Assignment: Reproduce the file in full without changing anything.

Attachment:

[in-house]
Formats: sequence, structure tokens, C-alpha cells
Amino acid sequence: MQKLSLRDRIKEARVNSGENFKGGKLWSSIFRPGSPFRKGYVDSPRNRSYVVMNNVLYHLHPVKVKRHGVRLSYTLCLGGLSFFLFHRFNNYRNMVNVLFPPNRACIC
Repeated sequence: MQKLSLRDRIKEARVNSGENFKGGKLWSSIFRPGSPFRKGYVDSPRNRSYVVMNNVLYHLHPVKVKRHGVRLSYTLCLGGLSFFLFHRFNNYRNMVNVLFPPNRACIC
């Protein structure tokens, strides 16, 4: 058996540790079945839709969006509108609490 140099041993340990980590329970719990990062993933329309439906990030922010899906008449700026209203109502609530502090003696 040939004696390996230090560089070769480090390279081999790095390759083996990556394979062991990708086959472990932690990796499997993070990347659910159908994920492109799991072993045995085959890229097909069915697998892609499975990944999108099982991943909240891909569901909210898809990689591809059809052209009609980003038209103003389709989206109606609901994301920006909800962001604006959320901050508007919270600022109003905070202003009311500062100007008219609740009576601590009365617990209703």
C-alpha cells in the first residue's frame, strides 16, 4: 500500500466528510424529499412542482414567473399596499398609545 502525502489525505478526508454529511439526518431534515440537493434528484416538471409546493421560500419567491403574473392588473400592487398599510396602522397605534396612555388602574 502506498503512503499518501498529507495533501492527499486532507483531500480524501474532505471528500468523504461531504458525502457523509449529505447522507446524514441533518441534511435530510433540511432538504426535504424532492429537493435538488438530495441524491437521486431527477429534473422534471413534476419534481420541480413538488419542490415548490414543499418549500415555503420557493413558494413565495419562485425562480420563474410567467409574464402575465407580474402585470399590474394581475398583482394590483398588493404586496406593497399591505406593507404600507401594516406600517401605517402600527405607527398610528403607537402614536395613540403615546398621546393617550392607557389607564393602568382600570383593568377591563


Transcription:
[in-house]
Formats: sequence, structure tokens, C-alpha cells
Amino acid sequence: MQKLSLRDRIKEARVNSGENFKGGKLWSSIFRPGSPFRKGYVDSPRNRSYVVMNNVLYHLHPVKVKRHGVRLSYTLCLGGLSFFLFHRFNNYRNMVNVLFPPNRACIC
Repeated sequence: MQKLSLRDRIKEARVNSGENFKGGKLWSSIFRPGSPFRKGYVDSPRNRSYVVMNNVLYHLHPVKVKRHGVRLSYTLCLGGLSFFLFHRFNNYRNMVNVLFPPNRACIC
């Protein structure tokens, strides 16, 4: 058996540790079945839709969006509108609490 140099041993340990980590329970719990990062993933329309439906990030922010899906008449700026209203109502609530502090003696 040939004696390996230090560089070769480090390279081999790095390759083996990556394979062991990708086959472990932690990796499997993070990347659910159908994920492109799991072993045995085959890229097909069915697998892609499975990944999108099982991943909240891909569901909210898809990689591809059809052209009609980003038209103003389709989206109606609901994301920006909800962001604006959320901050508007919270600022109003905070202003009311500062100007008219609740009576601590009365617990209703």
C-alpha cells in the first residue's frame, strides 16, 4: 500500500466528510424529499412542482414567473399596499398609545 502525502489525505478526508454529511439526518431534515440537493434528484416538471409546493421560500419567491403574473392588473400592487398599510396602522397605534396612555388602574 502506498503512503499518501498529507495533501492527499486532507483531500480524501474532505471528500468523504461531504458525502457523509449529505447522507446524514441533518441534511435530510433540511432538504426535504424532492429537493435538488438530495441524491437521486431527477429534473422534471413534476419534481420541480413538488419542490415548490414543499418549500415555503420557493413558494413565495419562485425562480420563474410567467409574464402575465407580474402585470399590474394581475398583482394590483398588493404586496406593497399591505406593507404600507401594516406600517401605517402600527405607527398610528403607537402614536395613540403615546398621546393617550392607557389607564393602568382600570383593568377591563